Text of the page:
Prior to FDA’s release of the Part 11 Scope and Application guidance in August 2003, the rule was that if the original recording of the record was electronic, then part 11 applies, including the retention of the electronic record per predicate rule retention requirements. This was the case regardless of whether a paper printout was generated or how it was used. Part 11 applied to the electronic source data, or raw data, regardless of whether it was secured from accidental or intentional modification prior to the generation of a printout.
Given the narrower focus on electronic records as described under the Scope and Application guidance, however, FDA’s position on this matter relaxed considerably. As the guidance state : “under the narrow interpretation of the scope of part 11, with respect to records required to be maintained under predicate rules or submitted to FDA, when persons choose to use records in electronic format in place of paper format, part 11 would apply. On the other hand, when persons use computers to generate paper printouts of electronic records, and those paper records meet all the requiremen,ts of the applicable predicate rules and persons rely on the paper records to perform their regulated activities, FDA would generally not consider persons to be using electronic records in lieu of paper records under §11.2(a) and 11.2(b). In this instances, the use of computer systems in the generation of paper records, would not trigger part 11.”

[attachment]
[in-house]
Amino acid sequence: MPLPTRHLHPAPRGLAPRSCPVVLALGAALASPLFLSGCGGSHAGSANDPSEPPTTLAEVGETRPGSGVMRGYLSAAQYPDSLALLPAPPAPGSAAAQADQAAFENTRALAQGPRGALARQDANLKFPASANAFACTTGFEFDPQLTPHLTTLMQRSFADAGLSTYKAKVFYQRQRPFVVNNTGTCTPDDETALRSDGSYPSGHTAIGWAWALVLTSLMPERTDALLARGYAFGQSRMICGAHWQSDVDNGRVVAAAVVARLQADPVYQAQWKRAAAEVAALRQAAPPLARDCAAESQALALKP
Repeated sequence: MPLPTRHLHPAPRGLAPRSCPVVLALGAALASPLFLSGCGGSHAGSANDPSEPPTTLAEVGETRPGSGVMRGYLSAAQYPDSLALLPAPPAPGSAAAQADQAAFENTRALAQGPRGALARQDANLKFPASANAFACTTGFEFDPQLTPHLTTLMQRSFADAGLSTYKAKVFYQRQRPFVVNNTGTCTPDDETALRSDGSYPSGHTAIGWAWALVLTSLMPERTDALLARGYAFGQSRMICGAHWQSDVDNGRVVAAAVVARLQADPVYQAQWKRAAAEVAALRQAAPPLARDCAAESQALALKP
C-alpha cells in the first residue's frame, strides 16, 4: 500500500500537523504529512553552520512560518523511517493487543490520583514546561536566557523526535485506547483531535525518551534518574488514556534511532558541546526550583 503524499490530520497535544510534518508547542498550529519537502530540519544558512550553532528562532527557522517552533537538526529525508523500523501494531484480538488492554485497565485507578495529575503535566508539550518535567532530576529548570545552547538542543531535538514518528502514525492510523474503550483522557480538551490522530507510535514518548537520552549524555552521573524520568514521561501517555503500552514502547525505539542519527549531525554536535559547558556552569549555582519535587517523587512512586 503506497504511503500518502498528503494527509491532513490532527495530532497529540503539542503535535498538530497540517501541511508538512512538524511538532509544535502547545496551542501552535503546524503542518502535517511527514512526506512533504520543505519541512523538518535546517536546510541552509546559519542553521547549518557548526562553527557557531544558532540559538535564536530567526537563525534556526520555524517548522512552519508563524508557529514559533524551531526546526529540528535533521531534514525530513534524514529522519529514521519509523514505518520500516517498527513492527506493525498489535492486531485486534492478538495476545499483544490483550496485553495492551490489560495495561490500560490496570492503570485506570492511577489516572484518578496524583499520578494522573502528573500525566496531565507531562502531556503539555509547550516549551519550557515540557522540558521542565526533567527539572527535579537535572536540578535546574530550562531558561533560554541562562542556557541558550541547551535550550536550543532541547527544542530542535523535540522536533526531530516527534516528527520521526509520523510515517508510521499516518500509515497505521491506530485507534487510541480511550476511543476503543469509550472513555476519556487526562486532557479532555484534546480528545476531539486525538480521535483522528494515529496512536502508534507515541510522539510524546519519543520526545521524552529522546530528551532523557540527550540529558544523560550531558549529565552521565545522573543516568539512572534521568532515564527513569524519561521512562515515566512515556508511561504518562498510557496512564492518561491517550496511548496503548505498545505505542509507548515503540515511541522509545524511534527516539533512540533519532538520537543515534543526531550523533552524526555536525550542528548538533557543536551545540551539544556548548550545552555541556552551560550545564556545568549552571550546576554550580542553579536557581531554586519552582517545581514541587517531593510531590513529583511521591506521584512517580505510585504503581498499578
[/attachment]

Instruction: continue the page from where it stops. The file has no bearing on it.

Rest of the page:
Now and in simpler terms :
If the original records are in electronic format and are maintained in place of paper format, then part 11 applies.
If the original records are in electronic format, but you use computer printouts of electronic records (meeting all applicable predicate rules requirements) to perform regulated activities, then part 11 does not apply.
In your case : you generate records that are maintained in electronic format in addition to paper format. You still rely on the electonic format to perfom calculations (regulated activity), then Part 11 applies. In other words, the paper format is irrelevant if you still rely on the electronic format to perform any regulated activities.